Well, well...and the party in Europe continues.  You know, what with all the Japanese intervention on Mrs. Yen, you would think someone would set up one of those interventions for little Miss Euro because that chick is whacked...hacking out all those mojitos at 2:00 and now slamming a bunch more mojitos at 7:00.  The skank has been partying all night!  Good grief.

At this point, someone should just take little Miss Euro by the hand, and take her for a ride down to rehab...because if you are at all like me, ummmmm this Miss Euro stuff is starting to look totally bizarre. 

Oh, and about China...seriously?  China is going to save the US economy by....importing copper or something...and now the China is going to save Europe by buying drinks for little Miss Euro...TOO?  As they say, "I was born at night...just not last night."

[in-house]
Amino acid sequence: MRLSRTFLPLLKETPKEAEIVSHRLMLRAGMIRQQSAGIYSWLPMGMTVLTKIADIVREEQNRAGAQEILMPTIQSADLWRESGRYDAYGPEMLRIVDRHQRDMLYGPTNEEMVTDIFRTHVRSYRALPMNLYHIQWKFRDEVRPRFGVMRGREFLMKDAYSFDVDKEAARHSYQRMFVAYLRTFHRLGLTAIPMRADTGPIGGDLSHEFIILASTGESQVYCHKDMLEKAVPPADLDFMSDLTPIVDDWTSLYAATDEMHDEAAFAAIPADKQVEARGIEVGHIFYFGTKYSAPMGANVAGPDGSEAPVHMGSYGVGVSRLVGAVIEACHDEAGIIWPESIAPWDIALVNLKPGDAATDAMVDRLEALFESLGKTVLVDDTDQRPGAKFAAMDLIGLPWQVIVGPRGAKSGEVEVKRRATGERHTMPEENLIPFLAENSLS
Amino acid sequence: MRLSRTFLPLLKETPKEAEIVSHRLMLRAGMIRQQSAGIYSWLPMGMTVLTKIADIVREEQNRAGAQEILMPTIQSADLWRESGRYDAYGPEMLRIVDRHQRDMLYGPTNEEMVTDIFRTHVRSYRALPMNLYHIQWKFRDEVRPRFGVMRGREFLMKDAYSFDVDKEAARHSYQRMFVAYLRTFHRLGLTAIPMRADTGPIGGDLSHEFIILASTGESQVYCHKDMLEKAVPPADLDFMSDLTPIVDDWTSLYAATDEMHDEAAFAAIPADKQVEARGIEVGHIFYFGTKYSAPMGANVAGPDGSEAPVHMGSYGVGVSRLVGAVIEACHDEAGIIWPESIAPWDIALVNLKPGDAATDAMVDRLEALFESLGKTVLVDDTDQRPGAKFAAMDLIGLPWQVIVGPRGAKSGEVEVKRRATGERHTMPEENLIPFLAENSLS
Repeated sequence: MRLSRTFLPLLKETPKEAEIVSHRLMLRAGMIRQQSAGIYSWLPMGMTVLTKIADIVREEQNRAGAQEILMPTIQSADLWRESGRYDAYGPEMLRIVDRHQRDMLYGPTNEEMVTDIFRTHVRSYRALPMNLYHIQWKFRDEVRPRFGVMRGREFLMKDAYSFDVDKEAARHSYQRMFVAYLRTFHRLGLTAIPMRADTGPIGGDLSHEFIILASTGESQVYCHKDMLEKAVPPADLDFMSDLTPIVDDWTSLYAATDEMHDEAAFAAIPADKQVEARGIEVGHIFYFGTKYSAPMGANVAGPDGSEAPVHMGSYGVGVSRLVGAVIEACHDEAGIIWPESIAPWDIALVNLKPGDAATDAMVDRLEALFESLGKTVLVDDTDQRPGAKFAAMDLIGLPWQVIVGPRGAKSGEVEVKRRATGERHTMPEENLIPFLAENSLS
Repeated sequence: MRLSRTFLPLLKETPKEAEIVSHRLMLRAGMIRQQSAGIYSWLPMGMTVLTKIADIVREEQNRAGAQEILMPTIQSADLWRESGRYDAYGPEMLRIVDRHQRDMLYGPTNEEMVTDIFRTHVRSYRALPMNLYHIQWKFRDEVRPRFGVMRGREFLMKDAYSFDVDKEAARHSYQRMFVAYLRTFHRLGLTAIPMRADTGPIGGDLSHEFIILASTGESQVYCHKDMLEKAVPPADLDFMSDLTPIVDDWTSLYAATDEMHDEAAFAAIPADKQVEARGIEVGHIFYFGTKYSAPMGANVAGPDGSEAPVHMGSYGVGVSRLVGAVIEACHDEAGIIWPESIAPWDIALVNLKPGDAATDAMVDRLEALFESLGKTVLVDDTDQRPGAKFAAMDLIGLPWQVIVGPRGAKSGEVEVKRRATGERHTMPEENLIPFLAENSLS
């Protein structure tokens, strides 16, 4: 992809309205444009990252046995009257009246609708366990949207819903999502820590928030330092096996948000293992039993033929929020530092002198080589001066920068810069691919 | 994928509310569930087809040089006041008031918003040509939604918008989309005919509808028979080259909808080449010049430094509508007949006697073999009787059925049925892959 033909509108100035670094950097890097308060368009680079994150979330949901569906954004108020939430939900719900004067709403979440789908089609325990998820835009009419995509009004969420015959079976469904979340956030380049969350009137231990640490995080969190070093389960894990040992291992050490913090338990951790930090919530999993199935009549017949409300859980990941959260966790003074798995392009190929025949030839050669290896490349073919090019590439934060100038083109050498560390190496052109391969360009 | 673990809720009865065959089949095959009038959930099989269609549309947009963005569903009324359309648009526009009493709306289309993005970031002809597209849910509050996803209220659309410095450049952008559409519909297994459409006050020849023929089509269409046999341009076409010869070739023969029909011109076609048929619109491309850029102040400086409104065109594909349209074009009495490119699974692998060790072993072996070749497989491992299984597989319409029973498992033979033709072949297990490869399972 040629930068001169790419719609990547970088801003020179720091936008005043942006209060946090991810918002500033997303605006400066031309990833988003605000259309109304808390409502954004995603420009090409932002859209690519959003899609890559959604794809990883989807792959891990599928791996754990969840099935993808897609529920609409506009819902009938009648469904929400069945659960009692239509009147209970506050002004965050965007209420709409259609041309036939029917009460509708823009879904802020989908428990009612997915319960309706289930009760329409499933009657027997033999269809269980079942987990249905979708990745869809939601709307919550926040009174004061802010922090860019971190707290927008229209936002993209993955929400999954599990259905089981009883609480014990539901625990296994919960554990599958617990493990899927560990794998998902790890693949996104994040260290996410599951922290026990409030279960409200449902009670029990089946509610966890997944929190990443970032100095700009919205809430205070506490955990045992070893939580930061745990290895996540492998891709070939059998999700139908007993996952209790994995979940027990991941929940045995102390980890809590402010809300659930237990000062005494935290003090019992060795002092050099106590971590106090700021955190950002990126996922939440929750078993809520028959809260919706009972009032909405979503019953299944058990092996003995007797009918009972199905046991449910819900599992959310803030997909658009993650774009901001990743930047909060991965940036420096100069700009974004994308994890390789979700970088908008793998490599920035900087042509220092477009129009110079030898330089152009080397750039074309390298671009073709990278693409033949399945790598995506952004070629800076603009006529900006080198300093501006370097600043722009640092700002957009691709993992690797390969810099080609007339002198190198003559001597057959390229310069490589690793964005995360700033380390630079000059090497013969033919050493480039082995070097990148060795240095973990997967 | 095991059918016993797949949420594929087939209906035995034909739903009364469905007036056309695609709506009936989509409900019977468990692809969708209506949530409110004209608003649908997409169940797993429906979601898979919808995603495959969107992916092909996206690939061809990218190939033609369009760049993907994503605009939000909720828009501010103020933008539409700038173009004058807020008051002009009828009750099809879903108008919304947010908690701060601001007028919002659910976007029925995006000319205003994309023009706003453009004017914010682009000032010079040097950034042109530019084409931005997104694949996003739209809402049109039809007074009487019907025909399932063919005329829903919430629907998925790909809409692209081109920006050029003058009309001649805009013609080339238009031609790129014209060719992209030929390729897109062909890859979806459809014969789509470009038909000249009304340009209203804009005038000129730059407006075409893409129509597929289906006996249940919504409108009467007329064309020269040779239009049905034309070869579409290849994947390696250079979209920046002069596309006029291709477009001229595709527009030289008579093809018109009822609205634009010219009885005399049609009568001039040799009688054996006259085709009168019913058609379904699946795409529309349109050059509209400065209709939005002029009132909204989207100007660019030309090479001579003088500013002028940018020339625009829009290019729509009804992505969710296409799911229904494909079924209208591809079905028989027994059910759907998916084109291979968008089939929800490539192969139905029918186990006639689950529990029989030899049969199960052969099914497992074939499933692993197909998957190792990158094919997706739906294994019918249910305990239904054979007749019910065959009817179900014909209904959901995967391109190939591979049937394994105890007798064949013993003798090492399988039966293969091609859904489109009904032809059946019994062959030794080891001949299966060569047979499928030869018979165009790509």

Good grief.

Rodent Freikorps's picture
"If I had a world of my own, everything would be nonsense. Nothing would be what it is, because everything would be what it isn't. And contrary wise, what is, it wouldn't be. And what it wouldn't be, it would. You see?
— The Mad Hatter"
Lewis Carroll (Alice's Adventures in Wonderland & Through the Looking-Glass)
papaswamp's picture

It's amazing...countries are accepting any rates thinking someone will bail them out....or they know they will default.

cunningtrader's picture

Well, who gives a shit...the IBEX35 is rallying it's arse off.

firstdivision's picture

Spain is going to have serious issues in Q1 2011.  The bond vigilantes have been circling and are now descending to feast once the rest of the world realizes that Spain is as dead as roadkill.


I am really enjoying the action with crude.  It is like there is a magical mallet that hammers it every time it reaches for $90.  Also, the action in the gold/silver market are getting the viagra treatment.  My daily amusement is watching the Fed mandate walk the tightrope that is propping markets and suppress commodities/metals. 

Cdad's picture


I agree about the "magic mallet."  I also really believe that oil is priced for stupid.